One of the things I immediately liked about this production is that it inverts the long-term dynamics archetype that most pop songs are built around: namely, that the verses start relatively stripped back in arrangement terms, and then ramp up into a relatively full-sounding chorus, the idea being that the chorus payoff aligns with the arrangement payoff. Here, though, the chorus is about as minimal as you can get, with just the spoken vocal hook and a spartan drum beat. Its impact is built not on textural thickness, but shock value and ‘upfrontness’. But what makes this particular subversion special is that the arrangement gives all the signs of being more stereotypical, with a pared-down verse leading to a pre-chorus build that still seems to be leaving plenty of room for a big chorus payoff; when the chorus turns out to be so sparse, the emptiness is all the more startling.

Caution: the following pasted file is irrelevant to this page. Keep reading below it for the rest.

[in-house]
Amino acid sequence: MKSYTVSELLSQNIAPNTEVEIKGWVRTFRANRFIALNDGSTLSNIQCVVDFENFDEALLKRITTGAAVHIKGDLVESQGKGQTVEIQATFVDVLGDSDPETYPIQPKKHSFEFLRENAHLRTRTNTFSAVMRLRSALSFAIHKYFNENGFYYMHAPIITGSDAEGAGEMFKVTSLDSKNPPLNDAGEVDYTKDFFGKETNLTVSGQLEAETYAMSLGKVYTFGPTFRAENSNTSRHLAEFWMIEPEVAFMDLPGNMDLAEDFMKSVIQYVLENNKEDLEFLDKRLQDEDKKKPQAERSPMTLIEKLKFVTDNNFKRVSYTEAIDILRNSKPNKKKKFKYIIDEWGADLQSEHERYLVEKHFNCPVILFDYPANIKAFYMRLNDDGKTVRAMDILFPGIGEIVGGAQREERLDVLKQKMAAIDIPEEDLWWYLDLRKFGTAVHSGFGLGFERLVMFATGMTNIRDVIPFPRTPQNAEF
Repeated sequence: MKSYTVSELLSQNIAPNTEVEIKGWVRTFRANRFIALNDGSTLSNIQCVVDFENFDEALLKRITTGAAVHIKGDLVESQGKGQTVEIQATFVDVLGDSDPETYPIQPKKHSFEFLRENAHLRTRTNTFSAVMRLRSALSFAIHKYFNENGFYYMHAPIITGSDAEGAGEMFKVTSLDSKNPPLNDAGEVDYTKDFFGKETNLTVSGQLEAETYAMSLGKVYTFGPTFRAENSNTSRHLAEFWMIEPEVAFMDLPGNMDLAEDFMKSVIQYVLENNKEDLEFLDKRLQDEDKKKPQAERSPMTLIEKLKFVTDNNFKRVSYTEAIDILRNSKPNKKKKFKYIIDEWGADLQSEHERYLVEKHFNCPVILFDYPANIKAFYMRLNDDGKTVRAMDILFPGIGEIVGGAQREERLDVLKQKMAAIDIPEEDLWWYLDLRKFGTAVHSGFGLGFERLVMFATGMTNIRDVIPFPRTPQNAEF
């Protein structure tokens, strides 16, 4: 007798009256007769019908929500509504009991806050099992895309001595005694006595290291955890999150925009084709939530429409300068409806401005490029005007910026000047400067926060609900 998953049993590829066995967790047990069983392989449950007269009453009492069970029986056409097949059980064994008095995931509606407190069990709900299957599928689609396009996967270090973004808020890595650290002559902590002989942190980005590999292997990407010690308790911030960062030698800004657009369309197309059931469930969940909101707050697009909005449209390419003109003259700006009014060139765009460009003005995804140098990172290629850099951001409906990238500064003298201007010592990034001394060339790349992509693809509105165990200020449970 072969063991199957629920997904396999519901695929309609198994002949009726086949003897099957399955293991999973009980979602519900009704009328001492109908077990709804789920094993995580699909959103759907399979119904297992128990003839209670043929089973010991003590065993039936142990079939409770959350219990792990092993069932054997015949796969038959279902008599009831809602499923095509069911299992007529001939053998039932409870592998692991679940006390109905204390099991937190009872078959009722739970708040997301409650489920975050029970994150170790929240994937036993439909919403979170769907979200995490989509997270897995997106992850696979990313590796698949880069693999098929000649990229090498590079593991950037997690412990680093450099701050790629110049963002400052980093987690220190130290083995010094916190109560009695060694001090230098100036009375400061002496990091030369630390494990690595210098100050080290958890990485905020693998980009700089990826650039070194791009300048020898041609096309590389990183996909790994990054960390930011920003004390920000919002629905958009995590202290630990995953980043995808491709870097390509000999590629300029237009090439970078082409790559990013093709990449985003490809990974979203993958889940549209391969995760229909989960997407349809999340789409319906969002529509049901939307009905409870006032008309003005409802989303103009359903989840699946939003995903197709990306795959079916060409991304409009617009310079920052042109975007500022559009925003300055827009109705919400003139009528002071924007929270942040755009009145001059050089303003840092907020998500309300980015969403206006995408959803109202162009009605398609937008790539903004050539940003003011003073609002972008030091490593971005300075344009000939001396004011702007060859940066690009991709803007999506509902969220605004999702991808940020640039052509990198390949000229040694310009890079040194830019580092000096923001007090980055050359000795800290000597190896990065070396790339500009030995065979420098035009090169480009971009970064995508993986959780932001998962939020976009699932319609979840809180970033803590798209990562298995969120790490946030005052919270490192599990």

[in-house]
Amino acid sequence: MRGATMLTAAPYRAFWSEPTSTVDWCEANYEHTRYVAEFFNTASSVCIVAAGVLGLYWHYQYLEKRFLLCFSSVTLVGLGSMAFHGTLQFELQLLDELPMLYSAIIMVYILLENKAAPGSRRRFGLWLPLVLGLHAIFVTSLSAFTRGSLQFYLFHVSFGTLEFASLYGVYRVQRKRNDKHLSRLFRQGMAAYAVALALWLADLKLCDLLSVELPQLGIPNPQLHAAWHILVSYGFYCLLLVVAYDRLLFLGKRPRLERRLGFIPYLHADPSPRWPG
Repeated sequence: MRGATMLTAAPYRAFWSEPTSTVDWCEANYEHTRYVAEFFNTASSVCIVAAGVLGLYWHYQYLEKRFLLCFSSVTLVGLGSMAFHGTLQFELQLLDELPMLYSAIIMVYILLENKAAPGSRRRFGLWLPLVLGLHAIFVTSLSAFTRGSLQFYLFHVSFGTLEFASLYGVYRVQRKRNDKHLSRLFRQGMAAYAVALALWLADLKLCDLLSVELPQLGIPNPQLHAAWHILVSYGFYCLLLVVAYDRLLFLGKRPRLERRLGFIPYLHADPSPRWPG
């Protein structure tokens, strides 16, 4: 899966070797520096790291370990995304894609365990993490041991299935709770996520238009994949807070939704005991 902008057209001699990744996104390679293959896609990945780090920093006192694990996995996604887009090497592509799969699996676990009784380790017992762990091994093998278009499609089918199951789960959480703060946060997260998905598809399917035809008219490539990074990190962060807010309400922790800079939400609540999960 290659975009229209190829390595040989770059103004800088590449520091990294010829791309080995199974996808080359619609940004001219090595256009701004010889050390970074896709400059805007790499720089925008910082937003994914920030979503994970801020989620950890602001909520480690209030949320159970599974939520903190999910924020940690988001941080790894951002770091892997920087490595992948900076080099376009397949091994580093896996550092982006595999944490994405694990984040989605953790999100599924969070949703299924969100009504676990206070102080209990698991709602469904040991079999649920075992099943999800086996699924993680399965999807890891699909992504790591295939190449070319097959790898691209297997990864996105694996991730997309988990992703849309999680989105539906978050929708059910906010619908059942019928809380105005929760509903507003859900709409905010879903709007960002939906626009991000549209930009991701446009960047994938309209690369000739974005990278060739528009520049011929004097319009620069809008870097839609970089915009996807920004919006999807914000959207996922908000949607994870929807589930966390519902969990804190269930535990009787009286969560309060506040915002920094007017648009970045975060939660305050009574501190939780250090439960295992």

Comparing the different choruses reveals another thought-provoking detail: choruses one and three have a very dry-sounding lead vocal, whereas choruses two and four give Taylor quite a strong, short room ambience. As the third and fourth choruses constitute the song’s final double-chorus, this makes a lot of sense in terms of opening out the sound for the finale, and likewise the idea of a second chorus offering a more expansive sound than the first is no big news. It’s just that most of the time producers pull off those kinds of section contrasts with added instrument or vocal layers, rather than with such a characteristic lead-vocal ambience, and I can’t recall having heard the clear odd/even connection as noticeably in any other recent production.
There’s a nice lyrical trick in the choruses too, adding the word “just” to the third and fourth iterations of “look what you made me do” to syncopate the speech stress patterns — a great example of getting more repeats out of a hook without tedium, simply by subtly shifting the context. Reminds me of a previous hit of hers, in fact: 'We Are Never Ever Getting Back Together' pulls a similar stunt with its extra “ever”.